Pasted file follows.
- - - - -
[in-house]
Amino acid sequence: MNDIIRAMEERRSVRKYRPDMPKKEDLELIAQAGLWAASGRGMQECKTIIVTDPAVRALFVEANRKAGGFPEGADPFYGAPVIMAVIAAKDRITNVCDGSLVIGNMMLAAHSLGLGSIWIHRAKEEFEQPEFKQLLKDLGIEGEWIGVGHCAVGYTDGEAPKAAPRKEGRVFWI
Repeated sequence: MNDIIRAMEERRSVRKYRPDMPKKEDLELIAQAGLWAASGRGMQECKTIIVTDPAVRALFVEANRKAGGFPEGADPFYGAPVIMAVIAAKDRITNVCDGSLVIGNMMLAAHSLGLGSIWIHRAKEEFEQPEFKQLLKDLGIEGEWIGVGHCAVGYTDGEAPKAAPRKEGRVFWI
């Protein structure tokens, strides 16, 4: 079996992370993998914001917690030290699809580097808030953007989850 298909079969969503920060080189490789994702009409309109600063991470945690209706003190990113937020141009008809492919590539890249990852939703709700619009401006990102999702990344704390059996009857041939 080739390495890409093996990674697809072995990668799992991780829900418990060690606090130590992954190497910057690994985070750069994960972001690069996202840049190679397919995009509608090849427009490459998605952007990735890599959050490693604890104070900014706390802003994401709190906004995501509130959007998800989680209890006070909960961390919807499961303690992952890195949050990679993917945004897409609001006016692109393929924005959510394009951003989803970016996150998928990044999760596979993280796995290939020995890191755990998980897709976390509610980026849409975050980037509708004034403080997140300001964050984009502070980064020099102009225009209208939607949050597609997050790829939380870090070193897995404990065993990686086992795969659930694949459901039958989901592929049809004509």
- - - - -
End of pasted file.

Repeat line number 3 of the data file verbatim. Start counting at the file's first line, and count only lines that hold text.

Repeated sequence: MNDIIRAMEERRSVRKYRPDMPKKEDLELIAQAGLWAASGRGMQECKTIIVTDPAVRALFVEANRKAGGFPEGADPFYGAPVIMAVIAAKDRITNVCDGSLVIGNMMLAAHSLGLGSIWIHRAKEEFEQPEFKQLLKDLGIEGEWIGVGHCAVGYTDGEAPKAAPRKEGRVFWI